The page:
Things were looking up ..sunshine, a beautiful old town at the junction of two large rivers, some interesting stuff to see and best of all lots of time with my daughter.

The exploits of Oscar Schindler in Krakow helping to save 1,200 Jews are world famous and rightly so. What is (a lot) less well known is the bravery of Chiune Sugihara, who was a Japanese civil servant in Kaunas. We visited his house to find out more.

Despite there being no instructions from his superiors, from 18 July to 28 August 1940, before he had to leave, he took it upon himself to issue visas to allow about 6,000 Jews to escape Lithuania to Japan via the Trans-Siberian express (the Russians charged five times the usual cost) – he was still signing visas as he left the city. These fortunate refugees then had to move on to other countries before Japan entered the war.

The Old Town was lovely and very relaxing.

Some interesting Art Deco buildings in the newer part of town,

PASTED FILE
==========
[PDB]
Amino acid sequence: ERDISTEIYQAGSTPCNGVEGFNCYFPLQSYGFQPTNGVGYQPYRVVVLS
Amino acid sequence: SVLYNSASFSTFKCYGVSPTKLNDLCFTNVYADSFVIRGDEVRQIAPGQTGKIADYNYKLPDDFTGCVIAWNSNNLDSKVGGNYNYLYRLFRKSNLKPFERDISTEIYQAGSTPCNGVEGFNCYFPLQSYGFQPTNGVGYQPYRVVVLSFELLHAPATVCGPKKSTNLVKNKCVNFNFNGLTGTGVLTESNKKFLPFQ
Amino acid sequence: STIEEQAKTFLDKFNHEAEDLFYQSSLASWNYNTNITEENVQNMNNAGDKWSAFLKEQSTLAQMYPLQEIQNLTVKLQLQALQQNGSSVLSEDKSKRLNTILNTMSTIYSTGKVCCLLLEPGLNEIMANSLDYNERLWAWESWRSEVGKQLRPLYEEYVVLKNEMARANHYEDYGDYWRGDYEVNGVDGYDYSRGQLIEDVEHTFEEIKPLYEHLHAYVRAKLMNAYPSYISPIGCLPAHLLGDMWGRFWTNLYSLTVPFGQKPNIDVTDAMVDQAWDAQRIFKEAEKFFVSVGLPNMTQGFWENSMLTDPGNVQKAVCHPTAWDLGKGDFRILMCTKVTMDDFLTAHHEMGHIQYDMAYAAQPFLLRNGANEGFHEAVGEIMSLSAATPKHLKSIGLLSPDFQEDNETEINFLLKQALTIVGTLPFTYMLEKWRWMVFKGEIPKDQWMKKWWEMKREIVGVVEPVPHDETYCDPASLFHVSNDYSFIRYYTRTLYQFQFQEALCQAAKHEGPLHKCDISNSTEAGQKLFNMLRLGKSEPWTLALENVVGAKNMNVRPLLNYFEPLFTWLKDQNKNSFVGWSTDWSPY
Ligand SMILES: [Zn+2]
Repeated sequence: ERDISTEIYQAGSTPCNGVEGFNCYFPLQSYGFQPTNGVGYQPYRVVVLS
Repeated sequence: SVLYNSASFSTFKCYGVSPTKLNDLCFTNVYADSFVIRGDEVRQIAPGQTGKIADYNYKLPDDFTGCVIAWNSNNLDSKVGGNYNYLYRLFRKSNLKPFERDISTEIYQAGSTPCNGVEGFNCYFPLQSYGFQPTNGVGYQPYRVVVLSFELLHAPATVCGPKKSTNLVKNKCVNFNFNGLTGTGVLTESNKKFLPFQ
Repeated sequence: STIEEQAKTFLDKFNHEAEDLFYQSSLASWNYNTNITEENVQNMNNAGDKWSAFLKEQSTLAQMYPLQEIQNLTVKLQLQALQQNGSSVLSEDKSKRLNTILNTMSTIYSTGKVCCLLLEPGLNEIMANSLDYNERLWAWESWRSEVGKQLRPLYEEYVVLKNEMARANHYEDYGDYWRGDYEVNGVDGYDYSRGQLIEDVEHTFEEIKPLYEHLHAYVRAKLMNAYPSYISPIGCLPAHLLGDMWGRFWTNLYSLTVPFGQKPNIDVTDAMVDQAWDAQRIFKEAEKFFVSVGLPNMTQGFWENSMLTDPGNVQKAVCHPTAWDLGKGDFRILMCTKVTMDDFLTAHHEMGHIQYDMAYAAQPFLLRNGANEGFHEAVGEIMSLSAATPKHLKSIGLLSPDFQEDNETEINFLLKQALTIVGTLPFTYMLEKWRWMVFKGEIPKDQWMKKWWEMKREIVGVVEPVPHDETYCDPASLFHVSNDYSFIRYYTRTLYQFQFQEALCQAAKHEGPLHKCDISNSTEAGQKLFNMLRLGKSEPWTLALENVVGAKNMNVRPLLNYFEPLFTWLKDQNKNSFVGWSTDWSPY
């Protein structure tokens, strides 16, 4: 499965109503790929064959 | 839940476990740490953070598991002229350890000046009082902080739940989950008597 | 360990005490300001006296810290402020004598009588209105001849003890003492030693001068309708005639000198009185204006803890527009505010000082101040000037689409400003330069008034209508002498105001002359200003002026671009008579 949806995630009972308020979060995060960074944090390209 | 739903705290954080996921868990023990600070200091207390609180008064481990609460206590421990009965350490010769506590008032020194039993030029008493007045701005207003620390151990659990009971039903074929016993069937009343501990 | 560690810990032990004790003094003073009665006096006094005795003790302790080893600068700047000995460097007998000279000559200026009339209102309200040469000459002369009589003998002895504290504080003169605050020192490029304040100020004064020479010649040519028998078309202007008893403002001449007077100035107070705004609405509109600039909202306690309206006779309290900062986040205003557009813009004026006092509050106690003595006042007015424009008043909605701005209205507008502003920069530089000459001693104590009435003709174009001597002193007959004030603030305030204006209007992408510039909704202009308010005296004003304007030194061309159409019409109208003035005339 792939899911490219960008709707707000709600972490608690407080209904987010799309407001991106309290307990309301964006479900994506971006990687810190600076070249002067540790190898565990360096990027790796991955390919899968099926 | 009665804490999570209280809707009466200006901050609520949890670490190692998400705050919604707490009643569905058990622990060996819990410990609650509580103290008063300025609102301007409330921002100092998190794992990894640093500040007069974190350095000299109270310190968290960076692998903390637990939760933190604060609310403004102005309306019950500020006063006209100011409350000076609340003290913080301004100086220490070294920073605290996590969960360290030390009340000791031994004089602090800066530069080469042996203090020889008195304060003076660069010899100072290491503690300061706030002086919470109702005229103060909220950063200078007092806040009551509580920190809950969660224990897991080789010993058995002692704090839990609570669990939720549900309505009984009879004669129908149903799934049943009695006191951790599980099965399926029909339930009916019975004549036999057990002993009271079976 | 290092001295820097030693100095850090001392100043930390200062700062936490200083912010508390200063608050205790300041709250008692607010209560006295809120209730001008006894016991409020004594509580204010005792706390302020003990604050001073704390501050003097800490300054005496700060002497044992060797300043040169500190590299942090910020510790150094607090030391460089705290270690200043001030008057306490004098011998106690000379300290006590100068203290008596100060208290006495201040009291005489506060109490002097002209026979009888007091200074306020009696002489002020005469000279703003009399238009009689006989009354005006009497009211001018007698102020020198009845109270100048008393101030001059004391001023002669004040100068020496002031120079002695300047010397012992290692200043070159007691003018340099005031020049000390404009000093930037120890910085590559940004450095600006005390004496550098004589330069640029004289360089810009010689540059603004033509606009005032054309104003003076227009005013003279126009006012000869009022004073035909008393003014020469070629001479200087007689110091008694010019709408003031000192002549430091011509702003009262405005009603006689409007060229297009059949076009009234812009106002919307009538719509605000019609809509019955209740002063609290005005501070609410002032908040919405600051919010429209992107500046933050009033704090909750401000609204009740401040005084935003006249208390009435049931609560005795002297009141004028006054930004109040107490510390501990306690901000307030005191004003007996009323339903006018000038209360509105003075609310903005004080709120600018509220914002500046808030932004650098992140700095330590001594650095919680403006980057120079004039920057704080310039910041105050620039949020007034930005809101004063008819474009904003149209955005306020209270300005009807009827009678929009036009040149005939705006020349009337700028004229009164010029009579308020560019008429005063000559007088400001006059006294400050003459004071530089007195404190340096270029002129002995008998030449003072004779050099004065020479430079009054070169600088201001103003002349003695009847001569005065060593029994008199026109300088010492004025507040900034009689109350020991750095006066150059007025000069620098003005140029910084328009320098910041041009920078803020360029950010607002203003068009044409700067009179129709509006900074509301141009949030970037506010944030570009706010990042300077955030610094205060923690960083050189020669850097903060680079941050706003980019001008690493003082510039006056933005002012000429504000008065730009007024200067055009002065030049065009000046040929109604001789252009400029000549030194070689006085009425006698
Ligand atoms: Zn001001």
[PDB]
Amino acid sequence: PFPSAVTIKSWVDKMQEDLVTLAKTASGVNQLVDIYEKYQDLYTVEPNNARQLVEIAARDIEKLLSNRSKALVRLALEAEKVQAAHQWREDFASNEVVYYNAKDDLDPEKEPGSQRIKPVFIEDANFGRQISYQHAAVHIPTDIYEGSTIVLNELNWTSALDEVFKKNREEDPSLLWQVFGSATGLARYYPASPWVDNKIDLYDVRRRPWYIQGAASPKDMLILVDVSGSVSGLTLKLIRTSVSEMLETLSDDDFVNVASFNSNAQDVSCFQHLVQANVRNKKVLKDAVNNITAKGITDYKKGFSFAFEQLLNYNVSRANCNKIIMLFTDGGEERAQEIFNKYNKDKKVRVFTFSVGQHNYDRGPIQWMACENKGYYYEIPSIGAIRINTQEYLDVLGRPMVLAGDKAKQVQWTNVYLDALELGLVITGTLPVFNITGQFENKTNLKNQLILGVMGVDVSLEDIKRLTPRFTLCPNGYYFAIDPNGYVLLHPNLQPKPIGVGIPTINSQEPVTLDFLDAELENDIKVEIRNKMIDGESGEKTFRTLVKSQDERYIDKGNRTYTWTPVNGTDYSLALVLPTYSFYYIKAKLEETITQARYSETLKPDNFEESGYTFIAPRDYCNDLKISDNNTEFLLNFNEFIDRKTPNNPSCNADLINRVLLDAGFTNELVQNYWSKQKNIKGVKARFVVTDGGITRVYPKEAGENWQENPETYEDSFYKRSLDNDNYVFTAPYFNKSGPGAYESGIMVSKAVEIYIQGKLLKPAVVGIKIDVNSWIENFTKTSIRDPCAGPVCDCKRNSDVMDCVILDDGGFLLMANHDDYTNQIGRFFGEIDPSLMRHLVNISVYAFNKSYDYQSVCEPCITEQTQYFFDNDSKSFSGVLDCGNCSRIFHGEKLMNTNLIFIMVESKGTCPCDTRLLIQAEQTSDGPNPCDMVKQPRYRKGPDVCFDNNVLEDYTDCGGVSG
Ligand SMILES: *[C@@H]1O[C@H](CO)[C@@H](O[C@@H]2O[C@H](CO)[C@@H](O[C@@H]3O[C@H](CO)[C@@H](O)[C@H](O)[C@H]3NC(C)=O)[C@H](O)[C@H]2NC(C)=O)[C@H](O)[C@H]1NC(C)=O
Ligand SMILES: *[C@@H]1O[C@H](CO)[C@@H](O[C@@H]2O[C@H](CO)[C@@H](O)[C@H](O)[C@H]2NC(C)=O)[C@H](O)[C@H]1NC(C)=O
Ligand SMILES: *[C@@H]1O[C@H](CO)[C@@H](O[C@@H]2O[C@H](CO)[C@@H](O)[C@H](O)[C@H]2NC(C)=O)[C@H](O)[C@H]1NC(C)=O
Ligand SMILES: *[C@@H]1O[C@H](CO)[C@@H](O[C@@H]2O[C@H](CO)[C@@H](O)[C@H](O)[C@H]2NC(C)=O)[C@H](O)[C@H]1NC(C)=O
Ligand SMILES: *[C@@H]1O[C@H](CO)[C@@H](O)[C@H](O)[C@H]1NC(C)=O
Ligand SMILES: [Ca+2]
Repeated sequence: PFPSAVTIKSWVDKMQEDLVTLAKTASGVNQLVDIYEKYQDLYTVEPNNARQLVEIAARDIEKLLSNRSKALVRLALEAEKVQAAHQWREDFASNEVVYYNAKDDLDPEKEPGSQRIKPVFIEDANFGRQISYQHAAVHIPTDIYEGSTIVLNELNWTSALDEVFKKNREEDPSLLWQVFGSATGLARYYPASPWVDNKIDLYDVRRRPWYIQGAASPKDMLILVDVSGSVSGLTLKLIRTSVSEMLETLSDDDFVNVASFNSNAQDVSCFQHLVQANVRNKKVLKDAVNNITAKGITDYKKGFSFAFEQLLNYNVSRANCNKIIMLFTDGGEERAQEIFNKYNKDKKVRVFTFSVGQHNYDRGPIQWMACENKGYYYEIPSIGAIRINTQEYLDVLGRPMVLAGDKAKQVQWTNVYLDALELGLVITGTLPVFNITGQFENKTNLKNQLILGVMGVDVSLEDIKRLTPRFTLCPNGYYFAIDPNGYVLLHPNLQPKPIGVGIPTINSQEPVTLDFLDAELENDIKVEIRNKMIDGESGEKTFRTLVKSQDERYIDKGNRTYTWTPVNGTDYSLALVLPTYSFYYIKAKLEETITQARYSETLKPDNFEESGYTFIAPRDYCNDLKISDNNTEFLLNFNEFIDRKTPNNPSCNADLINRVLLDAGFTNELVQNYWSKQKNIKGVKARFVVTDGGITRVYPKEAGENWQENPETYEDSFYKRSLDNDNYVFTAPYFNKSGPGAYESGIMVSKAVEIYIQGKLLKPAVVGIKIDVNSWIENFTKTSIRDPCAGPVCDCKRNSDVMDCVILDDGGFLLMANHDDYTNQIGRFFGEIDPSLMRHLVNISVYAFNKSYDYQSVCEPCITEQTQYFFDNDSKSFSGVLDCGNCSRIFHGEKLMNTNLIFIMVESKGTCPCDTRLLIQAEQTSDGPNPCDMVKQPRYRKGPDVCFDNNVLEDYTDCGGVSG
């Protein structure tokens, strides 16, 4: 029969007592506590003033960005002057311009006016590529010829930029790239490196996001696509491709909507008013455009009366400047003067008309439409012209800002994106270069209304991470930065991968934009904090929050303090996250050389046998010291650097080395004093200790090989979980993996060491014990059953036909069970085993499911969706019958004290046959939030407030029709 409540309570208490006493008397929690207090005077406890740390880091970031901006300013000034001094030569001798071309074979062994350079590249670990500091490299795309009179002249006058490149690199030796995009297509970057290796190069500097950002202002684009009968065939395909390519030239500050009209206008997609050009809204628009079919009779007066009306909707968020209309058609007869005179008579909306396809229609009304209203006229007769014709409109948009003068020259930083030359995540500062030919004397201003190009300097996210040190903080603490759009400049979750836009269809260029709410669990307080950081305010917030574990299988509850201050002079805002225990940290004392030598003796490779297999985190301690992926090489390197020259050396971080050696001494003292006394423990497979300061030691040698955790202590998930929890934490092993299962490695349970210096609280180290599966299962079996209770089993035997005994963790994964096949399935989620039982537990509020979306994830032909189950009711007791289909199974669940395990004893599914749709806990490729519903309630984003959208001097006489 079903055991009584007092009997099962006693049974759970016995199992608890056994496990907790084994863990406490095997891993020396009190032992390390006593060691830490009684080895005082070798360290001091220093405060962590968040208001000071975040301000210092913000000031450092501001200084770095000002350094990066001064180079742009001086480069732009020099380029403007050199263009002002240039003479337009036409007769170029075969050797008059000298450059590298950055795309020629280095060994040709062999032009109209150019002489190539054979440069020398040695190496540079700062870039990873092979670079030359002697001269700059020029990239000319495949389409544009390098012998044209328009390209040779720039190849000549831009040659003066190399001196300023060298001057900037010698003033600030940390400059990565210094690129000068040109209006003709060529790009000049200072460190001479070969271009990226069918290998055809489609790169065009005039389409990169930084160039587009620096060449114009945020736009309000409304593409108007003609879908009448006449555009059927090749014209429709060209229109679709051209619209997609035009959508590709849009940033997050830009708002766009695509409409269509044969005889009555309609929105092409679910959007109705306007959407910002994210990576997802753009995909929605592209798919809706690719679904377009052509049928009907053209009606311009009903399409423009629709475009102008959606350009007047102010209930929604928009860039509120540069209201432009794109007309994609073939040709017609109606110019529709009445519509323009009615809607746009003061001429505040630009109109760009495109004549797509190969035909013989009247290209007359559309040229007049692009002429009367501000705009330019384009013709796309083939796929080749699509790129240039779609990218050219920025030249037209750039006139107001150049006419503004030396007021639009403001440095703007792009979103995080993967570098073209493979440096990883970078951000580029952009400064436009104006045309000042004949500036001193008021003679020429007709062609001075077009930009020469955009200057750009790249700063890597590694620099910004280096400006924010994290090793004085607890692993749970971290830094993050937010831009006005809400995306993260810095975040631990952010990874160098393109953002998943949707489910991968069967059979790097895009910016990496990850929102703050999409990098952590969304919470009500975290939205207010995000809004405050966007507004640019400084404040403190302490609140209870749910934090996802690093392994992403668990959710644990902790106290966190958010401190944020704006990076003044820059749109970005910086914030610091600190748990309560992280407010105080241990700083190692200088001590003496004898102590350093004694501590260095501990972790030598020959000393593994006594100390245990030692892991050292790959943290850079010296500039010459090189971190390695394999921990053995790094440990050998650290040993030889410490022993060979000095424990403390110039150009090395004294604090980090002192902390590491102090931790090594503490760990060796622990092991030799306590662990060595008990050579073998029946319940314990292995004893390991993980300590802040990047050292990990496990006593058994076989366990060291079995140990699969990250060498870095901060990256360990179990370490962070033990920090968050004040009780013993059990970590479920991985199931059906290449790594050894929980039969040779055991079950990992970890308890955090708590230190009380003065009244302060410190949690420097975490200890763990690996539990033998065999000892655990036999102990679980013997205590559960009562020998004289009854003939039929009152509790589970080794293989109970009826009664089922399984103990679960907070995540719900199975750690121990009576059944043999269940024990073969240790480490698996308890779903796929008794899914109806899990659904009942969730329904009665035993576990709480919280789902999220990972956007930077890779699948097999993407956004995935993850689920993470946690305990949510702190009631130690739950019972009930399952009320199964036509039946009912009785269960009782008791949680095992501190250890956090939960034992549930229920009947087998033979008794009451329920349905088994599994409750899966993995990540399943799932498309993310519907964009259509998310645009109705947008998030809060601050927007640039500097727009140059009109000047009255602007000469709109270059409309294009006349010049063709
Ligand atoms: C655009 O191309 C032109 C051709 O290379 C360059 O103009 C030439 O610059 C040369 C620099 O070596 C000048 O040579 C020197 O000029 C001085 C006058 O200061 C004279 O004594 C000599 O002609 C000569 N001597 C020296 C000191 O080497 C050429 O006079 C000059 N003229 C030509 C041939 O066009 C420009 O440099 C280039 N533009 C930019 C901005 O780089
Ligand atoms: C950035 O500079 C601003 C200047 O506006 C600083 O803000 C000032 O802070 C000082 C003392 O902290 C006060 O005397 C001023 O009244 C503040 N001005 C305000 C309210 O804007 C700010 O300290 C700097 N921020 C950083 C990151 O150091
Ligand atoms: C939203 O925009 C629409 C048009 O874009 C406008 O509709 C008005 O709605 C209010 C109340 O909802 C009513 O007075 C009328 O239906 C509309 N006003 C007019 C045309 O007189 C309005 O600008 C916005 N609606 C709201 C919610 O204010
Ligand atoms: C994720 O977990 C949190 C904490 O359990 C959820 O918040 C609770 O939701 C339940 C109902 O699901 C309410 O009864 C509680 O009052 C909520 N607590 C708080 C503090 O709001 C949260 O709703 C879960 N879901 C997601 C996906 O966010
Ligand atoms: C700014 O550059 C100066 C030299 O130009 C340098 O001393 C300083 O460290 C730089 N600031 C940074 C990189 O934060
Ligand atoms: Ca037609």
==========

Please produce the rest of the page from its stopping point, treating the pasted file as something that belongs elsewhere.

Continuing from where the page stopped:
Anyway, some more good food and an occasional beer and we were ready to crash this gig-I’m told that’s what young people say. Very enjoyable but decided to leave before the bouncers realised we didn’t have wristbands. (Anyway, last time I ‘crashed a gig’ was The Undertones in Aberdeen in 19-something)

FYI- Volfas Engelman is a beer not the band.

We really liked Kaunas.

From Kaunas we sped on to the Curorian Spit (otherwise called Neringa). It is a 60 mile long narrow strip of sand covered with pine forests- a larger version of the Hel Spit in Poland.

Slightly stung by the 30 euro ferry crossing – it took all of four minutes- we then had to smile and joke with the toll booth attendant on the other side to reduce our 20 euro charge to drive on their roads. Result = 5 euros- well done Mary.

Whilst there has been a heat wave back home, the weather here has been er…changeable.

Rain-and-cagoule weather unfortunately, so we drove down the length of it and stopped on the border with the Russian enclave of Kaliningrad. We thought better than snapping away at their border post.

A very careful U turn and then back across to the mainland and Klaipeda, the main port of Lithuania …

..where we enjoyed some R&R in the hotel health club followed by some ten pin bowling.

I show this photo as my scores were excellent. It all went horribly wrong later.

All this exercise was undone by some good Lithuanian food and beer.

Blood sausages and sauerkraut and a pint of Svyturys. Yum.

The weather improved so we headed further up the coast to the beach resort of Palanga.

Great place, great beach, great atmosphere.